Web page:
This post picks up from where we left off in my previous story from Niue and, if you haven’t read it yet, you can find it here.
We kicked off day 5 with by revisiting of the beaches we had been to before: Hio Beach. The other time, however, we only had lunch at the Café and checked the views from there. So now we wanted to see what the beach was all about.
It might not be the best for snorkelling with its shallow waters, but is great for walking around the coral reefs to really showcase how clear and warm the waters here are. Yes, warm, even though this is winter – have I said I love this place?
We then made our way back to the resort because just next door is Niue Blue, a company specialised in whale watching tours. My partner is obsessed with whales and will share facts about them for hours, so swimming with them had been in our bucket lists for quite some time, and one of the main reasons we chose Niue around this time of year.
We walked to their office, met the rest of our group and sized up our wetsuits. The pools were warm, but being on the open sea for extended periods of time is a different story, so the wetsuit was the right decision – and I went for a full-body one. And after being handed the suit, we had to drive to the wharf to board the boat. Driving while wearing a full wetsuit was not something I was planning on doing, but I’m just glad I didn’t try to do it with the flippers on as well.
Once at the wharf, we saw the boat being launched into the water. As soon as we were finished boarding, our skipper mentioned having seen a group of whales far into the distance, so we would start going that way.
It was a 20 minute journey until he decided to shut the engine off, look around and decide if we needed to go in another direction. In the meantime, our guide was teaching us about how to swim around the whales and sharing super interesting information about them. The humpback whales stay around 5 months here and won’t eat a single thing during this time – I guess I left very little left for them, the food here is really that good.
At a certain point, one of tour mates shooshed all of us because she thought she had heard a whale singing. I scoffed thinking this was impossible, but she was right, we were really hearing that very same whale the skipper saw before sing so loudly we could hear it by resting our ears against the boat.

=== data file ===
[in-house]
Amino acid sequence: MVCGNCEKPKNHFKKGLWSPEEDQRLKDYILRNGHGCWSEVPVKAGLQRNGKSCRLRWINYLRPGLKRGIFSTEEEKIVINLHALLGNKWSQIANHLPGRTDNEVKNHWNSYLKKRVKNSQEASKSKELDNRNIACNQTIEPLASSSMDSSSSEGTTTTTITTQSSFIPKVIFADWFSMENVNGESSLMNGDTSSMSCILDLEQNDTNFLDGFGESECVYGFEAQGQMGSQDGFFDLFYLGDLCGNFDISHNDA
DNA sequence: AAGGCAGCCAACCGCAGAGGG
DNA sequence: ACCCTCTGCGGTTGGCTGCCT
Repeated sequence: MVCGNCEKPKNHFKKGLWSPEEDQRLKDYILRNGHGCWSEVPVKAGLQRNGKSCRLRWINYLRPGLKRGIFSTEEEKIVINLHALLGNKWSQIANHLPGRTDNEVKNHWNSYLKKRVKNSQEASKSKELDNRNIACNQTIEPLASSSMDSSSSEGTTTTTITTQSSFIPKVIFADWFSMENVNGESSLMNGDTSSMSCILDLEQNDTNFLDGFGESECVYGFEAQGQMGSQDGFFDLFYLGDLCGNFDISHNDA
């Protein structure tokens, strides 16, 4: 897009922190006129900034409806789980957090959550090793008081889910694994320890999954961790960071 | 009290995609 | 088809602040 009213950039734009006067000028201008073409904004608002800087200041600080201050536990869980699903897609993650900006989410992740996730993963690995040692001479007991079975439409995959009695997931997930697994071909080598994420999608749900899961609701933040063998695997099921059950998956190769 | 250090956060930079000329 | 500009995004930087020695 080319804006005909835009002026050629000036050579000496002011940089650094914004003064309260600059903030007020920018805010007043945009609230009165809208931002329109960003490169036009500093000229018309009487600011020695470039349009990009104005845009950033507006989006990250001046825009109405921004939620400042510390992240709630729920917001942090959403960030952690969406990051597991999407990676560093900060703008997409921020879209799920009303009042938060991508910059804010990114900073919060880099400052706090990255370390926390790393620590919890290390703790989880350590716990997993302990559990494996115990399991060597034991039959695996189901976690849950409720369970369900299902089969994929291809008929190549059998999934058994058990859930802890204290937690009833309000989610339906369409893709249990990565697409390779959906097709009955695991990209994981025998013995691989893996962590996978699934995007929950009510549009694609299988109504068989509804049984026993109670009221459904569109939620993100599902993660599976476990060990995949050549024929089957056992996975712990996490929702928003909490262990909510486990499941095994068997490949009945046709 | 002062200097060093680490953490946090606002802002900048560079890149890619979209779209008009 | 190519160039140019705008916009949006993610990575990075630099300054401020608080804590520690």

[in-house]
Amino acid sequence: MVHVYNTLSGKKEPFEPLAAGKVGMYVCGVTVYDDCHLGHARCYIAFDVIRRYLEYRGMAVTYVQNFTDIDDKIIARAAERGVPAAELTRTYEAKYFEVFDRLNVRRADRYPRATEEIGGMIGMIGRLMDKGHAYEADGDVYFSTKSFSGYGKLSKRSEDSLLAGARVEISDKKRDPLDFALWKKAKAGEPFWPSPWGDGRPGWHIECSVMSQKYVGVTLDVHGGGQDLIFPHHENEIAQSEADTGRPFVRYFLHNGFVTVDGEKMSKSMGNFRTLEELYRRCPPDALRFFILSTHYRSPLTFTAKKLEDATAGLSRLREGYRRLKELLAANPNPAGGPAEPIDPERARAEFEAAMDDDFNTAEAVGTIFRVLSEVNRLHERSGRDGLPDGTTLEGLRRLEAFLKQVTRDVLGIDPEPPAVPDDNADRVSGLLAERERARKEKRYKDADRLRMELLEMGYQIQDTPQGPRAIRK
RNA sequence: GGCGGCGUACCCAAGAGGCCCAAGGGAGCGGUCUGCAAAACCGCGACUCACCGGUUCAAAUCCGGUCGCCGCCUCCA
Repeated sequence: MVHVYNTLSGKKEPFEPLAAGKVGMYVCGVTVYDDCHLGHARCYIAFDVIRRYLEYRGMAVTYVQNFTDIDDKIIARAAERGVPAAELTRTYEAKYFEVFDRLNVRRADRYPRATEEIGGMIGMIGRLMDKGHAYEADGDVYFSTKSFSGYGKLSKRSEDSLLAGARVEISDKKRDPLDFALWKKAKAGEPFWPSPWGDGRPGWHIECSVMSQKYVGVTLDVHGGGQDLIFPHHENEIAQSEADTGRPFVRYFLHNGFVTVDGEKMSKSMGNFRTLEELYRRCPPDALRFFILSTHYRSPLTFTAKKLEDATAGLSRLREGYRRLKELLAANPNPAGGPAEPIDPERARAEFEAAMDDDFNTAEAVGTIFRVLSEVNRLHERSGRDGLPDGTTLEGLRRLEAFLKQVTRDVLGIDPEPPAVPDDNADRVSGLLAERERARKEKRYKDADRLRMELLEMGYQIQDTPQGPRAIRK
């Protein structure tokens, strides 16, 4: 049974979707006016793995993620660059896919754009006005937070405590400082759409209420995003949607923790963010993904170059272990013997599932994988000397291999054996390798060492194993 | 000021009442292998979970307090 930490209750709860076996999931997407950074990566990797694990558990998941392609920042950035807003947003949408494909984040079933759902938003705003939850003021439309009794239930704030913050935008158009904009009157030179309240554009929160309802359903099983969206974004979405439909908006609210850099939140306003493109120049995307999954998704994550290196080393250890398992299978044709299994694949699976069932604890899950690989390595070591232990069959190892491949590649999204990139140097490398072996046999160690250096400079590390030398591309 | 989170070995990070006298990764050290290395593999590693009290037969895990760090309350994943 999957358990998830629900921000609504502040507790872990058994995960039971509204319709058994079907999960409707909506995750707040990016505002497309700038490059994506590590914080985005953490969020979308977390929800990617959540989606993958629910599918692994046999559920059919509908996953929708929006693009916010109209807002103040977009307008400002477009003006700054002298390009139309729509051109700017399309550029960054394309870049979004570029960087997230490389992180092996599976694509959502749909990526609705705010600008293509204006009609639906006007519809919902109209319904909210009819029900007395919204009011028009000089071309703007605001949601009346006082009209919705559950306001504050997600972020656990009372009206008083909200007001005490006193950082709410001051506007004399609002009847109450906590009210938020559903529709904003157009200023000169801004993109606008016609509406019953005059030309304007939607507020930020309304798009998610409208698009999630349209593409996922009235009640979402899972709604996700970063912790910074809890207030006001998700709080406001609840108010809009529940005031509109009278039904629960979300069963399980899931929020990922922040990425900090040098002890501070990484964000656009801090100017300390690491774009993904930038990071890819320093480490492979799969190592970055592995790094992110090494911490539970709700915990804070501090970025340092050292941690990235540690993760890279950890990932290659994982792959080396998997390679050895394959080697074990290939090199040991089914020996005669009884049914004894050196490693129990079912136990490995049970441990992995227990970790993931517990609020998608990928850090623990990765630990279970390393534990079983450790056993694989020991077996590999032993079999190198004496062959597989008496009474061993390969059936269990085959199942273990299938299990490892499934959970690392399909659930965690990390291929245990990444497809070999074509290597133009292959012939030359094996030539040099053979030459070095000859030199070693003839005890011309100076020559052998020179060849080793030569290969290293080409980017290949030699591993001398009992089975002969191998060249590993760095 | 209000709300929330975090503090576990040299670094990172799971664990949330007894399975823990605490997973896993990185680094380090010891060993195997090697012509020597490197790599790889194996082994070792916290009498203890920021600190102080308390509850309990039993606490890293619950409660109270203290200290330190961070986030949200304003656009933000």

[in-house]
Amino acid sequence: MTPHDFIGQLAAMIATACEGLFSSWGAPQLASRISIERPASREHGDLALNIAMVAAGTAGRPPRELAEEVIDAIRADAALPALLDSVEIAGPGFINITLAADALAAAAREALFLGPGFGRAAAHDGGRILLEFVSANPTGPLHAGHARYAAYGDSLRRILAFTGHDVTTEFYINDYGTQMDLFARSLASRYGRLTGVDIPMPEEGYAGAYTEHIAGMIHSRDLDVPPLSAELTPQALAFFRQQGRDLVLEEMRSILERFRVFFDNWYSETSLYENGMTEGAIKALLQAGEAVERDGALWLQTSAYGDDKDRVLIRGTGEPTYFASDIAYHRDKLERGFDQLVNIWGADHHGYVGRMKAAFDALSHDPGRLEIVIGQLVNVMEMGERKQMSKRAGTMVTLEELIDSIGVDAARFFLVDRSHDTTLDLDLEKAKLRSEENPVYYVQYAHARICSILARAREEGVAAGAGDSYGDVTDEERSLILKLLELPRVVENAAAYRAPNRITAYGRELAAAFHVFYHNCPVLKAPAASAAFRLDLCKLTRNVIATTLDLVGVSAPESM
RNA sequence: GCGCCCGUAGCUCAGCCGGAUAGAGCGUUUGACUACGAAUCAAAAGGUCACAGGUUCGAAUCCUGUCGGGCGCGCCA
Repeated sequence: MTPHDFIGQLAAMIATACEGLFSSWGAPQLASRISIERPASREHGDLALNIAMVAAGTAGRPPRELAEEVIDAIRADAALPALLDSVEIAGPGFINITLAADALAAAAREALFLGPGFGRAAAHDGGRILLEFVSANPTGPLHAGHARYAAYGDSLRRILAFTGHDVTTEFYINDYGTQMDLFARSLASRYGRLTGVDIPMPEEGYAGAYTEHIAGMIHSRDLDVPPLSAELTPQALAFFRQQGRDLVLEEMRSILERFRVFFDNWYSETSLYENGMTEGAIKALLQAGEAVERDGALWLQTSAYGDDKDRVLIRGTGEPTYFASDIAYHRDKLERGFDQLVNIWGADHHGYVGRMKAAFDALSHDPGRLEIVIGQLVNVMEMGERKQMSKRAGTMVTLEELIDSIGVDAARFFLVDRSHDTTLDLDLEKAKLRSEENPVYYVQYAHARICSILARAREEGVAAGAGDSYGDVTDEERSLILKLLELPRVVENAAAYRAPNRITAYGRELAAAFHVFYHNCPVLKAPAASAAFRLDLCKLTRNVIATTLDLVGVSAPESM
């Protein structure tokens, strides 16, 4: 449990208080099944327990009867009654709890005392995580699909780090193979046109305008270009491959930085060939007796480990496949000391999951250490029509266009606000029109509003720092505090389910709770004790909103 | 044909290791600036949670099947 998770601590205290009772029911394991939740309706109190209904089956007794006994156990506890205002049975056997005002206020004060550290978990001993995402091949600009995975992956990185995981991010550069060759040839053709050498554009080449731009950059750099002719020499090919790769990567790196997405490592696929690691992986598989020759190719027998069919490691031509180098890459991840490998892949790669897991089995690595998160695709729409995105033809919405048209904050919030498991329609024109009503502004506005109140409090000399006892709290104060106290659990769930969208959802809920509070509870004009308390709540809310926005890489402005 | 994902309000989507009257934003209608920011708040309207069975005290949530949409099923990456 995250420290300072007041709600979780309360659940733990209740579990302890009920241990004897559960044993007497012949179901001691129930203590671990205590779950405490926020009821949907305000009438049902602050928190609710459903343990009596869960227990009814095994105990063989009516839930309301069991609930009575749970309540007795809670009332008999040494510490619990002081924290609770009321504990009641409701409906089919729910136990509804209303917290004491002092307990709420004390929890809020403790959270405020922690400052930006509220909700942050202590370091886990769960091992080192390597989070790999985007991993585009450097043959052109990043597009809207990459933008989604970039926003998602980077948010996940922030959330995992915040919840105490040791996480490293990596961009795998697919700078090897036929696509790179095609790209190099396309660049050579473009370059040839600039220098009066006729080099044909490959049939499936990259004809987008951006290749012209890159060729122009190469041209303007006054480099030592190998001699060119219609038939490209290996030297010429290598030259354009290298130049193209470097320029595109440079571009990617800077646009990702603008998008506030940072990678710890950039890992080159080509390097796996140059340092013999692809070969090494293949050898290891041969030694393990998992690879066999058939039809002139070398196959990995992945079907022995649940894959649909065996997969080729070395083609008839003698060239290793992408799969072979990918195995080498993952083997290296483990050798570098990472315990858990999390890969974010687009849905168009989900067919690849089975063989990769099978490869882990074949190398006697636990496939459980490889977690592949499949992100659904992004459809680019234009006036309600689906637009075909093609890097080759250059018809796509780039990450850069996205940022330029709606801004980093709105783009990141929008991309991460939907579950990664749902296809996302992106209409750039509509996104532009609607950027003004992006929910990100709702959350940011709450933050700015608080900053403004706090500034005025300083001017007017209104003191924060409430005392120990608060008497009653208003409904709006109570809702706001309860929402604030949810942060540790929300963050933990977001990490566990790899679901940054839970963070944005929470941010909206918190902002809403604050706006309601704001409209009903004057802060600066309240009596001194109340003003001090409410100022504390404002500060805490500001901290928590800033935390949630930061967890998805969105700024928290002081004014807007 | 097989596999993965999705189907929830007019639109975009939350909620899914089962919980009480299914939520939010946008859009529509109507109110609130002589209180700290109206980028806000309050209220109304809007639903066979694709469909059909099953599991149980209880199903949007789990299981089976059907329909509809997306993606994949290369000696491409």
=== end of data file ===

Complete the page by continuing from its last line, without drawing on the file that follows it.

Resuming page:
The guide said only the males of this species sing, and they usually do so much deeper, so we were in the presence of something very special. I wasted no time and jumped into the water and started swimming in his direction, always following the guide that was in front making sure we kept the required distance and didn’t startle him.
As soon as our heads got underwater, we could hear the singing much louder, even to a point where the frequency would shake our bodies. I never thought this could be the case, as I had only heard stories of people resorting to devices to be able to amplify their singing.
We were getting closer and closer until when the never-ending blue was interrupted by the black and white of his body. These whales have adapted to have the lower part of their bodies to be white so that when looking from below, they mix with the sunlight, and vice-versa for the upper part. But he was decided on putting on a show for us, with all the singing and some very gracious dancing.
Something special, indeed! And we kept swimming until we couldn’t keep up anymore, regardless of how hard we tried. Back to the boat, we started looking for fins again to find our next swimming buddies. Yes, plural, because some 20 minutes later we found a pair swimming together!
They were not singing, but were curious with us so we got their company for a while. And when they thought that was enough, all it took was a handful of strokes with their tail and they were gone. They looked serene and relaxed when doing that, but the amount of water displaced by that tail wagging must have been off the charts.
Another cool thing of Niue being so small is that during this cruise, we covered almost half of the country’s circumference, and at a certain point we came across another group of whales – you really can’t stay far from them for too long. This time, however, they were putting up a more “aggressive” show, breaching – when they have their bodies come out of the water, something we still don’t know exactly why they do, according to the guide.